From the breakdown of the Bretton-Woods Agreements to the recent charges of “currency war”1 against countries using unconventional monetary policies based on quantitative easing, the instability and volatility of exchange rates have been recurring issues, both in policy and business circles. Governments tried a variety of strategies to handle the problem, from multil...
Efraim Benmelech
Efraim Benmelech
Harold L. Stuart Professor of Finance and Director, Guthrie Center for Real Estate Research, Kellogg School of Management
Nearly a decade since it took place, the US federal government’s rescue of the financial system in 2008-2009 remains highly controversial. At the time, the Troubled Asset Relief Program (TARP), which injected equity into commercial banks and provided for the bailout of the General Motors Acceptance Corporation (GMAC) — the lending arm of General Motors— and the US automobile se...
Jon Danielsson
Jon Danielsson
Director of the Systemic Risk Centre at the London School of Economics
Various public and private authorities have come to see cyber risk — risk emanating from computer systems and computer networks — as a significant channel for systemic risk. Recent examples include the Bank of Canada (2014), the BIS (2014), the Bank of England (2015) and the SEC (Ackerman 2016). Cyber risk is certainly a real and growing threat to the well-being of financial...
Masayuki Morikawa
Masayuki Morikawa
Vice President, Research Institute of Economy, Trade and Industry (RIETI)
Since the second half of the 1990s, productivity growth has accelerated in the US due to the Information Technology (IT) Revolution. However, the productivity effects of traditional types of IT were exhausted by mid-2000 (e.g. Fernald 2015). Today, the impacts of artificial intelligence (AI) and robotics?referred to as the Fourth Industrial Revolution?on the future economy and ...
Stefano Micossi
Stefano Micossi
Director General of ASSONIME
The financial crisis of 2008-09 and the ensuing sovereign debt and banking crises within the Eurozone led national governments to underpin the balance sheets of several banks through extensive bailouts, at the expense of taxpayers. Public outrage over the enormous losses placed on taxpayers convinced policymakers and legislators across the Atlantic – under the auspices of the G...
FactCheck.org
FactCheck.org
A Project of the Annenberg Public Policy Center of the University of Pennsylvania.
 In a recent speech, President Obama criticized Republicans for making claims about the economy and health care that are “not supported by the facts.” But Obama resorted to some spin of his own. Obama said “America’s economy is not just better than it was eight years ago — it is the strongest, most durable e...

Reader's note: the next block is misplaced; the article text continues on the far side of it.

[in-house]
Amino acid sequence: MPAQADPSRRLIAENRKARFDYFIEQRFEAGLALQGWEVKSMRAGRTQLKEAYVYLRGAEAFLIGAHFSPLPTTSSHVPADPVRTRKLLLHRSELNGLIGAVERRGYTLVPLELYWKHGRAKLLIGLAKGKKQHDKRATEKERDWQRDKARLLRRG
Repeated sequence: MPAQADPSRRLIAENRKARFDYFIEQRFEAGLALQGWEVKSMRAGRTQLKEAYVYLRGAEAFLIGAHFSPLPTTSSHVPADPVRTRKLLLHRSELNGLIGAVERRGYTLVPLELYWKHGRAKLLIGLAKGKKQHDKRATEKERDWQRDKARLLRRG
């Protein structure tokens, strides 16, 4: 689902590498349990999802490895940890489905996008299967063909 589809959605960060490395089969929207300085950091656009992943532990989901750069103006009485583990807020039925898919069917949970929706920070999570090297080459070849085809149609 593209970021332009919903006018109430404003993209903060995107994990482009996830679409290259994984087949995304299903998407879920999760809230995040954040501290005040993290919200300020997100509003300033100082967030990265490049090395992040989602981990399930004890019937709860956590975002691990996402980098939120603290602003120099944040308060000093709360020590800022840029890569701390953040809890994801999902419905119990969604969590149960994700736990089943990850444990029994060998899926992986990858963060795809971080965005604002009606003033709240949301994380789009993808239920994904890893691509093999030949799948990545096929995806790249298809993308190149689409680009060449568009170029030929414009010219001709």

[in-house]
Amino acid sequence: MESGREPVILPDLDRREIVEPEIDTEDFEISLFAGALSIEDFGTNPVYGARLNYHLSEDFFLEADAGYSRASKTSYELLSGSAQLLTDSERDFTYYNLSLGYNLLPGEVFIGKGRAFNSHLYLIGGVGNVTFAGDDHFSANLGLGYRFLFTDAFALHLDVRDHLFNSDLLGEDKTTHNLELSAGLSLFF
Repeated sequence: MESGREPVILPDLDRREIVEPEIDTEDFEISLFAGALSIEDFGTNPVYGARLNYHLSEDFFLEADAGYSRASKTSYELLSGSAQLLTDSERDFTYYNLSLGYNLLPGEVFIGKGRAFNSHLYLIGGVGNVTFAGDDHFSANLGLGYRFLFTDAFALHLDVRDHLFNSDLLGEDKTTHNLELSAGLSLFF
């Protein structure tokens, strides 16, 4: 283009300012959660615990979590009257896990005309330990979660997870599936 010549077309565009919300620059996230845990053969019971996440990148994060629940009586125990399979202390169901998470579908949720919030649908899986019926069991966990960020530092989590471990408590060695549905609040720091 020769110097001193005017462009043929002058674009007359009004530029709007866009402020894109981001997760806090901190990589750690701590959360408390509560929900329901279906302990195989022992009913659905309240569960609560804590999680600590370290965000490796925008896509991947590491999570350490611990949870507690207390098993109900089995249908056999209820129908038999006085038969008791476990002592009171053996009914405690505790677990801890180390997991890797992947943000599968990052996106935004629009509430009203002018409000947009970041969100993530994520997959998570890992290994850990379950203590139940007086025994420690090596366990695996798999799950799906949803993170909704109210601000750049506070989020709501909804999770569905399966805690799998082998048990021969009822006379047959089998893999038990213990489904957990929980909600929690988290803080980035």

Chad P.Bown
Chad P.Bown
Lead Economist, World Bank; and CEPR Research Fellow
How important are policy barriers to trade? Historically, this question has been difficult to answer because, as noted by Anderson and van Wincoop (2004), "[t]he grossly incomplete and inaccurate information on policy barriers available to researchers [was] a scandal and a puzzle." The recent literature assessing the effect of trade policy on...
Thomas Sampson
Thomas Sampson
Assistant Professor in the Department of Economics, London School of Economics; Research Affiliate, CEPR
The possibility of the UK leaving the EU has generated an unusual degree of consensus among economists. Acrimony and rancour surrounded debates around austerity and joining the euro, but analysis from the Bank of England, to the OECD, to academia has all shown that Brexit would make us economically worse off. The disagreement is mainly over the degree of impoverishment (e.g. Dh...
Christian Thimann
Christian Thimann
AXA Group, Paris, and Paris School of Economics
Three years have passed since the Financial Stability Board (FSB) designated the first set of nine insurance companies as ‘systemically important’ (G-SIIs): five companies from the EU, three companies from the US and one company from China.1 Since then, supervisory colleges among the local insurance oversight authorities most relevant for these companies – so-called ...
Lars Jonung
Lars Jonung
Senior Professor, Lund University; Chairman, Swedish Fiscal Policy Council
The volume of credit to households has grown rapidly since the mid-1990s in Sweden—twice the rate of nominal economic growth. The long-lasting credit boom has been accompanied by rising house prices and mounting household debt ratios. The central bank, the Riksbank, presently pursues a very expansionary policy with negative interest rates and massive purchases of government bon...
FactCheck.org
FactCheck.org
A Project of the Annenberg Public Policy Center of the University of Pennsylvania.
Former Secretary of State Hillary Clinton has said that her decision to use a private email account and server for government business while secretary of state was “allowed” by the State Department. She has said “my predecessors did the same thing,” and insisted she “fully complied with every rule” in preserving her work emails. We have taken issue with those claims, and now...
Brian Varian
Brian Varian
Economic History Department, London School of Economics
Britain was the first country to industrialise, and it was also the first country to contend with foreign industrialisation – in the US and Continental Europe. In the 21st century, as the locus of manufacturing activity expands, policymakers in both developed and newly industrialised countries can look to the late 19th century to understand what determines the pattern of compar...
Samuel Bowles
Samuel Bowles
Research Professor and Director of the Behavioral Sciences Program, Santa Fe Institute
The main message of Richard Titmuss’ influential The Gift Relationship: FromHuman Blood to Social Policy (Titmuss 1971) was this:  the use of economic incentives to advance social objectives may be counterproductive. The reason, he suggested, is that fines, bonuses, or other incentives induce people to adop...